Gameday: Thomas Tyner and Byron Marshall have established themselves in the backfield but still have room to grow

Oregon sophomore running back Byron Marshall (9) runs away from the Utah defenders during the second quarter. The No. 6 Oregon Ducks play the Utah Utes at Autzen Stadium in Eugene, Ore. on Nov. 16, 2013. (Ryan Kang/Emerald)

Oregon sophomore running back Byron Marshall (9) runs away from the Utah defenders during the second quarter. The No. 6 Oregon Ducks play the Utah Utes at Autzen Stadium in Eugene, Ore. on Nov. 16, 2013. (Ryan Kang/Emerald)

Posted by Jonathan Hawthorne on Wednesday, Apr. 30 at 9:10 pm.

Oregon’s offensive players are versatile. They run, catch, block and drive the gears of one of the highest octane offenses in the nation. The running backs are no exception.

Even with De’Anthony Thomas’ departure, the Ducks have plenty of firepower at the position with junior Byron Marshall and sophomore Thomas Tyner.

Running backs coach Gary Campbell said the duo can be expected to make a few plays from the wide receiver position this fall.

“Both those guys have great hands. They run great routes,” Campbell said. “They’re not up to par with some of the receivers because they haven’t done a lot of it, but they’re capable. We’ll definitely have those two guys catching the ball.”

Marshall, who finished the 2013 season with 1,038 yards rushing at 14 touchdowns, will continue to mentor Tyner — who tallied 711 yards and nine touchdowns for the Ducks last season. They both averaged 6.2 yards per carry.

According to Campbell, one thing that Tyner has strived to improve upon from last year is lowering his pads and running more downhill.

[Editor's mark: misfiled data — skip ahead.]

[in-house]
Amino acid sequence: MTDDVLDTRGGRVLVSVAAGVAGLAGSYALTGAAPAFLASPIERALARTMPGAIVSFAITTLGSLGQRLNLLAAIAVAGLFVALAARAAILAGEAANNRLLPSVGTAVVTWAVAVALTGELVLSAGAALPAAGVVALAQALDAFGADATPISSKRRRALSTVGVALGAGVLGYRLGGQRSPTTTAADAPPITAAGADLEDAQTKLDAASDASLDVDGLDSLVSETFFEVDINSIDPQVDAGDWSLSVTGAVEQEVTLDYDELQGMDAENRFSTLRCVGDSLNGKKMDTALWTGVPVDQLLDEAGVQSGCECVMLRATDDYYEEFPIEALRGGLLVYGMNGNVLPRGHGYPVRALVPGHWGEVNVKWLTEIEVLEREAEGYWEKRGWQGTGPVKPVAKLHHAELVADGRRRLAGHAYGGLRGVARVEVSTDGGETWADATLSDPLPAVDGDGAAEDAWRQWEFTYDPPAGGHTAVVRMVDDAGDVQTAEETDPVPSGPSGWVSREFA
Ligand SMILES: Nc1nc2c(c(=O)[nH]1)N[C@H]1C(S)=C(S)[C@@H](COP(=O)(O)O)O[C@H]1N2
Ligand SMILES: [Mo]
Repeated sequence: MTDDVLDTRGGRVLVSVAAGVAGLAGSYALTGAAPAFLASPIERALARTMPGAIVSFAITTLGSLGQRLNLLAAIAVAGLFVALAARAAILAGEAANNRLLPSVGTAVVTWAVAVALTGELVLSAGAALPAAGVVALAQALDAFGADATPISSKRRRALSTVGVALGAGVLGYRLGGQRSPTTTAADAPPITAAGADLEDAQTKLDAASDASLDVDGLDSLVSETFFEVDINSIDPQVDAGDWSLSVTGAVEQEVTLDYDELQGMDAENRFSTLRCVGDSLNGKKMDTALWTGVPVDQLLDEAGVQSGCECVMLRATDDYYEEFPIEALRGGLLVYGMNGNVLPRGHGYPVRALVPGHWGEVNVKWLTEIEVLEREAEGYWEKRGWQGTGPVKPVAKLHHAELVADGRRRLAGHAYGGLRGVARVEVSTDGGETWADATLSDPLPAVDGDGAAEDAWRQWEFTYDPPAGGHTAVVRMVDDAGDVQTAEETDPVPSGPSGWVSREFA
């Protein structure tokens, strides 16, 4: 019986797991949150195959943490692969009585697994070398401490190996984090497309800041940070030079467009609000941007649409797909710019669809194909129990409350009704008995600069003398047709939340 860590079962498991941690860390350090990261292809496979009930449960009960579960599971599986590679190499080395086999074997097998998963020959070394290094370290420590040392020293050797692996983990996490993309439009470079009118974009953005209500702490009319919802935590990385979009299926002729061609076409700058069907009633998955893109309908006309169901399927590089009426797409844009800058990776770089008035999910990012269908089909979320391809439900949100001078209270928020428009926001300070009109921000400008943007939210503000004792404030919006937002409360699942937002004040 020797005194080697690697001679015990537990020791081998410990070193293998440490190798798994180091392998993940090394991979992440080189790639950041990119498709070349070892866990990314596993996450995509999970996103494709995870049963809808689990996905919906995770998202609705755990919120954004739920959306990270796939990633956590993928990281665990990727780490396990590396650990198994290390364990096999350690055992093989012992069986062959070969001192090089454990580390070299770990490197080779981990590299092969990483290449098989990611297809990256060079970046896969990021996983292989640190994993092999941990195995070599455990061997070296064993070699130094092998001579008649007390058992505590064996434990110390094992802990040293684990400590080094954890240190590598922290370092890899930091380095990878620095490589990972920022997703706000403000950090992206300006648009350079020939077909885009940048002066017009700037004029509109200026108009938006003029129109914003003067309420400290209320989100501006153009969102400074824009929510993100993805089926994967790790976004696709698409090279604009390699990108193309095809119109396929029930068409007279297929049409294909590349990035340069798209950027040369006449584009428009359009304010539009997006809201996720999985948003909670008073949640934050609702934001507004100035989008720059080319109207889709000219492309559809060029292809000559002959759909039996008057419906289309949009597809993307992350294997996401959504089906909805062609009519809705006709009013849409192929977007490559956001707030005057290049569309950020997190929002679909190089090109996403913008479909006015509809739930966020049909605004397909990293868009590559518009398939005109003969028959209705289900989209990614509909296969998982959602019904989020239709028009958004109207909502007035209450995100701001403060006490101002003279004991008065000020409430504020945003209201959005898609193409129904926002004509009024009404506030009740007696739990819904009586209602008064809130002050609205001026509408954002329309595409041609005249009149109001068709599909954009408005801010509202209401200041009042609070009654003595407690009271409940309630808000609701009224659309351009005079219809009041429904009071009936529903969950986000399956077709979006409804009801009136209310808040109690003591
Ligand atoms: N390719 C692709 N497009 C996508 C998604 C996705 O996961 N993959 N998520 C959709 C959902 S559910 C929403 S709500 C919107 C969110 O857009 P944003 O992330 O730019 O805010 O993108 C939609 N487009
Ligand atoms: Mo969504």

“Thomas is a smart kid,” Campbell said. “He understands. And one thing about it, the defense will teach you to get your pads down. I think he’s learned. He’s a big strong kid. He can take those kind of hits straight up. I’ve seen a big improvement on him lowering his pads.”

This weekend’s spring game will be Tyner’s first, but he’s no stranger to the playing field at Autzen Stadium.

“He looks good. He looks fast and strong,” Marshall said. “I think he’s just trying to improve his play-making — seeing the hole a little bit better, reading everything a little faster. He just looks real comfortable.”

Tyner declined to comment.

The Ducks will benefit from Marshall’s leadership in the backfield. Marshall and quarterback Marcus Mariota have already established their offensive explosiveness.

“Just working hard,” Marshall said. “There’s always room for improvement. Coming into my junior season I’m pretty familiar with the playbook, now it’s just working to get it down to a tee and keep practicing harder because there’s always something left in you.”

In addition to the Tyner-Marshall duo, Marshall said that redshirt freshman Kani Benoit looks especially strong this spring. Benoit lit up the scoreboard frequently during his senior season of high school, running for 2,260 yards (7.9 avg.) and 36 touchdowns.

“Working hard and a very productive runner,” head coach Mark Helfrich said of Benoit. “It doesn’t look like LaMichael James or Kenjon Barner or some of the guys we’ve grown accustomed to, but he’s been, especially in 11-on-11 situations, very productive.”

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